Talk about appetite and weight loss
Hydration, hydration, hydration! When asking about appetite and diet, mention water intake as well. For instance, cats can easily get their required water intake from canned food, especially if their diet consists of 100% canned food. If the patient is drinking water while eating a canned food diet, this could be a sign worth noting.
When you're discussing weight loss with clients, start by explaining the loss in terms of percentage of previous body weight. To emphasize the loss further, compare the percentage loss to your own body weight for the client. Would it be normal for you, the veterinarian, to lose over 20 pounds without reason? Absolutely not—and the same goes for the senior patient.
In the case of diet, address the fact that some senior diets don't consider the specific dietary needs of senior and geriatric cats. In many cases, as cats age and digestion efficiency decreases, cats will need increased energy and protein content in their daily intake.
Next. check the body condition score (BCS). Free online charts, such as Purina's Body Condition System Sheet, are excellent tools to determine the weight and visible health of your senior patients. Muscle condition scoring (MCS) should also be conducted for every patient at every visit.
Bonus: There are tons of other scoring charts and diagrams you can find for free online at place like the World Small Animal Veterinary Association. These include helpful BCS and MCS charts.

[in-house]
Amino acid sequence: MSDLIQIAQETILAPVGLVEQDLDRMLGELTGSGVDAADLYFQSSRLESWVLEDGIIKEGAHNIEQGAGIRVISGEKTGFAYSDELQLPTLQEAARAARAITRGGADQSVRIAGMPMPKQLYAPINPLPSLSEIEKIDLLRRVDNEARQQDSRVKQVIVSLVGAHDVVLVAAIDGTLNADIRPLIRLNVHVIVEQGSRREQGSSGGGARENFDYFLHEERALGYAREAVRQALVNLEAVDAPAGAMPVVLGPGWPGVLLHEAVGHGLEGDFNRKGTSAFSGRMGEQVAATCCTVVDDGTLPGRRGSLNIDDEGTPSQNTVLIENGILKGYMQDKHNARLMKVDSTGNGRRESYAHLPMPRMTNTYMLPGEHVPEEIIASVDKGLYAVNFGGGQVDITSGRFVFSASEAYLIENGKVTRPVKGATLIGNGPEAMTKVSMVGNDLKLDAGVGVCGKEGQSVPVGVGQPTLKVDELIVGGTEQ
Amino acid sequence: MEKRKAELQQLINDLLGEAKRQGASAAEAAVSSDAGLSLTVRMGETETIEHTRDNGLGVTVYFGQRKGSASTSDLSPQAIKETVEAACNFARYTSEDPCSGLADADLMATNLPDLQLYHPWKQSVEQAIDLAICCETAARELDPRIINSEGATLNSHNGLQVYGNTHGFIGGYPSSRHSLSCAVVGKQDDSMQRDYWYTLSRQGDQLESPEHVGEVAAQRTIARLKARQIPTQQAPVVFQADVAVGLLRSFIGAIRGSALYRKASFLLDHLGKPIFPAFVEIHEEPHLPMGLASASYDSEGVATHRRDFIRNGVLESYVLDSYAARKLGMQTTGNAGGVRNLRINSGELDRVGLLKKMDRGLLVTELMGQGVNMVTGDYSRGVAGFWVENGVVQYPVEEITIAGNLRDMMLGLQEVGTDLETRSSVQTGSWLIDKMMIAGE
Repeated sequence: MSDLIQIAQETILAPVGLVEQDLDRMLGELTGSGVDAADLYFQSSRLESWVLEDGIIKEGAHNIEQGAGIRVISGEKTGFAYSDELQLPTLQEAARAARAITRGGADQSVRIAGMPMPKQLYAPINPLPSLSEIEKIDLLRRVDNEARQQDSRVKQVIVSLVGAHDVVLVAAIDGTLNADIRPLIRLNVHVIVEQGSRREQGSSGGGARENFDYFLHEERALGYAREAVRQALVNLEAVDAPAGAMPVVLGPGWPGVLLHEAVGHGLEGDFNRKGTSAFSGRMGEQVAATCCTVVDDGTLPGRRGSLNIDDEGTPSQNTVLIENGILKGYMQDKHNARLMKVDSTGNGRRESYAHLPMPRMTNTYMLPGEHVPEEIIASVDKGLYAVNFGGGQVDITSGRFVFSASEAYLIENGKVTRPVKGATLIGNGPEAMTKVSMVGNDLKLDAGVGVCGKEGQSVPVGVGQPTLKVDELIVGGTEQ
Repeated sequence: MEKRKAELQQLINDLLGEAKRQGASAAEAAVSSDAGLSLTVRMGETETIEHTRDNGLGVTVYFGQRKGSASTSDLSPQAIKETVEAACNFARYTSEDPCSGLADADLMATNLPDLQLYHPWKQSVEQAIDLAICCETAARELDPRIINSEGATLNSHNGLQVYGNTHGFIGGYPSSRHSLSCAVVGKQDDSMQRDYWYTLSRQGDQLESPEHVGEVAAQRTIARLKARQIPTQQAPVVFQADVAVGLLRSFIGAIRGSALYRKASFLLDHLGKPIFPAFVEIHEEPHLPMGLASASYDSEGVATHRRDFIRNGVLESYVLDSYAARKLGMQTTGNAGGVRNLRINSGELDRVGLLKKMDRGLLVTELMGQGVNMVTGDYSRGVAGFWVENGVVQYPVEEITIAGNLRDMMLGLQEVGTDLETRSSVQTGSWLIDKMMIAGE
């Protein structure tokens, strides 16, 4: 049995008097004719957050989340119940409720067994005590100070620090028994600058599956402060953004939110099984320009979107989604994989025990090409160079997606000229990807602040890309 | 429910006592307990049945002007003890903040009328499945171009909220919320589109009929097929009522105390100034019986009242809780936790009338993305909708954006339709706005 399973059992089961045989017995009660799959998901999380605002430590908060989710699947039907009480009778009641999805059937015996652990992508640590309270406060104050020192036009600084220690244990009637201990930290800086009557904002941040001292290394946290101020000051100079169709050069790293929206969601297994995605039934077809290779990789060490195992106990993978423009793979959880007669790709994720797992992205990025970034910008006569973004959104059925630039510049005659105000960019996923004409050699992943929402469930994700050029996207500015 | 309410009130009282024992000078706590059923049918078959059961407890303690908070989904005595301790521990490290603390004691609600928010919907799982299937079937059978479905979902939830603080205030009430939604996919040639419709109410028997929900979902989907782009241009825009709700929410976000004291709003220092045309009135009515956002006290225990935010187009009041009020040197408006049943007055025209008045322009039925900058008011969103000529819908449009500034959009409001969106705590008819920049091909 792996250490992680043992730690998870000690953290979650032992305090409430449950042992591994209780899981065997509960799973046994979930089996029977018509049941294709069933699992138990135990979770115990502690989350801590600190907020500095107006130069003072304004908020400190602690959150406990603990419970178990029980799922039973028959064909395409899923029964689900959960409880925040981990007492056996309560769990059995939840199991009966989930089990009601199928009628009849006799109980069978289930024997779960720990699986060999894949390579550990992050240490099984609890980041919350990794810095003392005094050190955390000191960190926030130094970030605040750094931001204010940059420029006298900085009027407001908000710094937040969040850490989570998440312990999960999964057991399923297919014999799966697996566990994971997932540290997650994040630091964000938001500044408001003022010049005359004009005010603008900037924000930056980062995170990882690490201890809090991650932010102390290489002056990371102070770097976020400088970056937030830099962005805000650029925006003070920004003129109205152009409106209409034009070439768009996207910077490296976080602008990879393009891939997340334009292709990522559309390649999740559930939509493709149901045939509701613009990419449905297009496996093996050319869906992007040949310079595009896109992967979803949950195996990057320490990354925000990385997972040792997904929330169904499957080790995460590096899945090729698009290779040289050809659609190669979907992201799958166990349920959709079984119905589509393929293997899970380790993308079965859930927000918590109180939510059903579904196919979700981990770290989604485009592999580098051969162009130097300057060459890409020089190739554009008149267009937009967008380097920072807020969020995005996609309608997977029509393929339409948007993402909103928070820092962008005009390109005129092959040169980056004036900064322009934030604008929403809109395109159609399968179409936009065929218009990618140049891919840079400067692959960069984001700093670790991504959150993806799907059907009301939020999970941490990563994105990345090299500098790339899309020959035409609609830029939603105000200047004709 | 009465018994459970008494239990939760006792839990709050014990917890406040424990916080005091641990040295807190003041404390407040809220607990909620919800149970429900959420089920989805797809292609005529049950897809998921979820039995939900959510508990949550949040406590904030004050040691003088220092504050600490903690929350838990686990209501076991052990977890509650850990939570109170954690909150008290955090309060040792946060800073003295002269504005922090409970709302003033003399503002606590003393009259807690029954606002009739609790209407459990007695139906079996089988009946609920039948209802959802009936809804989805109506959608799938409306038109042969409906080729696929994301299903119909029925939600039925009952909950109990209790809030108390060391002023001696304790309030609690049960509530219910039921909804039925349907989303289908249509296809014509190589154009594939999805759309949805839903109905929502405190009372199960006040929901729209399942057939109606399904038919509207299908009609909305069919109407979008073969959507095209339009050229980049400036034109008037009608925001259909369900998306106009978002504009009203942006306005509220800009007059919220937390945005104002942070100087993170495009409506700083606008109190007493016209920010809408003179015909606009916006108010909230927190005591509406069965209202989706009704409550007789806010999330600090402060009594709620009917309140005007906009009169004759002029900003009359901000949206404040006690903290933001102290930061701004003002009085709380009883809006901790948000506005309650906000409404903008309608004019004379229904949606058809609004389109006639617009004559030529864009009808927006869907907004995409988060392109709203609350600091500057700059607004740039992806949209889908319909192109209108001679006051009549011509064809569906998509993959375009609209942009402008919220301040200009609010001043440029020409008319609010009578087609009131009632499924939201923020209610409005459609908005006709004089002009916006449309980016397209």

Check for signs of pain
Prescribing antibiotics is almost second nature to veterinarians. But when it comes to pain in cats, prescribing analgesics doesn’t always occur to the veterinarian. This is very likely in part due to the fact that cats are geniuses at hiding evidence of pain. If your senior pet is likely to be in pain, why wouldn’t you give pain medication? Even in the absence of obvious clinical signs of pain, if the patient’s disease or condition are likely to be painful, then analgesics are indicated.
Start by using pain assessment charts to check for pain and get your team on the same page about the care these senior cats need.
Also consider these tips and tricks you and your team can apply from check-up to check-up:
> If your senior patients seem painful, give pain medication beforehand and wait until they're ready to proceed with the check-up.
> Consider pain alternatives, such as acupuncture, massage and laser therapy, among others. Keep in mind that pain medicine should still be administered as well.
> Teach clients to manage their senior pets' weight to help manage pain. When a senior cat is painful, excess weight doesn't help.
> Don’t assume cognitive changes if a cat is not acting like itself. Rule out and treat medical causes first. Currently there are no tested diagnostic criteria or tested therapeutics for cognitive dysfunction in cats. Once all other diseases are ruled out or under control with therapy, environmental enrichment and other aids may reduce signs of cognitive dysfunction.
Managing senior feline patients is hard for the veterinarian, the patient and the client. “Even I have the same woes of pilling and medicating my cats that my clients go through,” St. Denis says at the end of her CVC session, talking about her two pet cats, which are both painful. “That’s just the way it goes.”
But getting to see even the smallest of improvements in painful patients can mean the world to everyone involved.